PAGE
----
On direct appeal, Hart argued that counsel was ineffective for not requesting a charge clarifying the concept of accomplice liability. A Superior Court panel rejected this argument but without undertaking a general review of either counsel's representation or the trial court's instructions to the jury. Hart now challenges a different aspect of counsel's performance, i.e., counsel's failure to object to the trial court's progression charge. This allegation was never considered on direct appeal and thus cannot be deemed to be "finally litigated" so as to preclude PCHA review.

In dismissing appellant's PCHA petition, the PCHA court relied on the principle that a petitioner may not relitigate under a new legal theory an issue that was decided against her in a prior proceeding. See Commonwealth v. Curtin, 365 Pa. Super. 424, 529 A.2d 1130 (1987) (collecting cases). Under the PCHA court's analysis, whether counsel was in all respects an effective advocate is a single issue, and each challenge to an aspect of counsel's performance is a variation in theory. This approach treats the concept of "issue" too narrowly, and the concept of "theory" too broadly. As we noted in Commonwealth v. Sawyer, 355 Pa. Super. 115, 512 A.2d 1238 (1986), "A petitioner alleging ineffectiveness of counsel is not barred from seeking relief under the [Post Conviction Hearing] Act merely because he has previously unsuccessfully asserted an ineffectiveness claim, so long as the specific allegation of ineffectiveness has not previously been litigated." Id., 355 Pa. Superior Ct. at 121, 512 A.2d at 1241. See also Commonwealth v. Ramsey, 300 Pa. Super. 515, 517 n. 2, 446 A.2d 974, 975 n. 2 (1982). A claim that counsel was ineffective for failing to object to one portion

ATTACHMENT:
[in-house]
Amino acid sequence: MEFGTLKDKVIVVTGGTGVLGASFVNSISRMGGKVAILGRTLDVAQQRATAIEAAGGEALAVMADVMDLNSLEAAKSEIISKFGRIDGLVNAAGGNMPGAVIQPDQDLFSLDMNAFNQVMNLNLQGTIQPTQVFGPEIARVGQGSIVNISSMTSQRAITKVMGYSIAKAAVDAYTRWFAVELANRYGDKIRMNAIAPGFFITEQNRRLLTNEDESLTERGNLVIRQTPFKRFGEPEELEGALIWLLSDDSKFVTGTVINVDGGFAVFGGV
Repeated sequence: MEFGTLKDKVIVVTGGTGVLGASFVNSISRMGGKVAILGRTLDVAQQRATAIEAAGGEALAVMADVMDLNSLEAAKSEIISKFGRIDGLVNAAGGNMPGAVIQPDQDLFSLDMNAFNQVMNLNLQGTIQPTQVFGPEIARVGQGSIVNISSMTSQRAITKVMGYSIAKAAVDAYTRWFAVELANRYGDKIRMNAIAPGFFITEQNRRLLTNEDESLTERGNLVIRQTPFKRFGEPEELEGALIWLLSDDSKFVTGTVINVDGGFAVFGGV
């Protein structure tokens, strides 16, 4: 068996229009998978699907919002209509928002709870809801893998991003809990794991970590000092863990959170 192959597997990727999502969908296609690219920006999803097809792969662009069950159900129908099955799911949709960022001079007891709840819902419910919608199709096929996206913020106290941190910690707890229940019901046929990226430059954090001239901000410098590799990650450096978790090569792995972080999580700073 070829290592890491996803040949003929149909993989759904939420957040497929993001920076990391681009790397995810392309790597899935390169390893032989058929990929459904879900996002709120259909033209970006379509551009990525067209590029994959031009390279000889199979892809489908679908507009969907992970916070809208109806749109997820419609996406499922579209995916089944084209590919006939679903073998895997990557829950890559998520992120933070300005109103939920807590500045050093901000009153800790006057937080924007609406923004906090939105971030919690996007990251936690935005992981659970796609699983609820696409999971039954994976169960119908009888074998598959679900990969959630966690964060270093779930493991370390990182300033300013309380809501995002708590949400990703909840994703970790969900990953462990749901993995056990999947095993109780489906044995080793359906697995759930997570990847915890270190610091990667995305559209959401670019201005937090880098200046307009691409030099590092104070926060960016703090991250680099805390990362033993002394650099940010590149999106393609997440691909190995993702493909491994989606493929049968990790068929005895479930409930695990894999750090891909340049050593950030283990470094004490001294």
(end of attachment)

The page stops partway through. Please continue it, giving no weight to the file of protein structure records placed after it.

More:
[ 388 Pa. Super. Page 491]

    of a jury charge is clearly distinct from a claim that counsel was ineffective for failing to a request a point for charge on a different subject matter, and we find that each claim constitutes a separate issue. Accordingly, the matter before the PCHA court was not finally litigated.

We further find that appellant did not waive his present ineffectiveness claim. Appellant specifically argued with the assistance of his PCHA counsel that counsel on direct appeal was ineffective for not asserting that trial counsel was ineffective for not objecting to the progression charge. For many years, courts have declined to apply the waiver doctrine where a defendant has alleged the serial ineffectiveness of all prior counsel. See, e.g., Commonwealth v. Watlington, 491 Pa. 241, 420 A.2d 431 (1980); Commonwealth v. Johnson, 347 Pa. Super. 93, 500 A.2d 173 (1985). We acknowledge that in Commonwealth v. Lawson, 519 Pa. 504, 549 A.2d 107 (1988), the Pennsylvania Supreme Court departed from this practice in order to discourage the filing of repetitive PCHA petitions. Under Lawson, "a second or any subsequent post-conviction request for relief will not be entertained unless a strong prima facie showing is offered to demonstrate a miscarriage of justice may have occurred." Id., 519 Pa. at 513, 549 A.2d at 112. Lawson, however, did not alter the law of waiver as applied to a defendant's initial PCHA petition. Since appellant has never filed a previous petition, he need not establish a "miscarriage of justice" in order to press his ineffectiveness claim.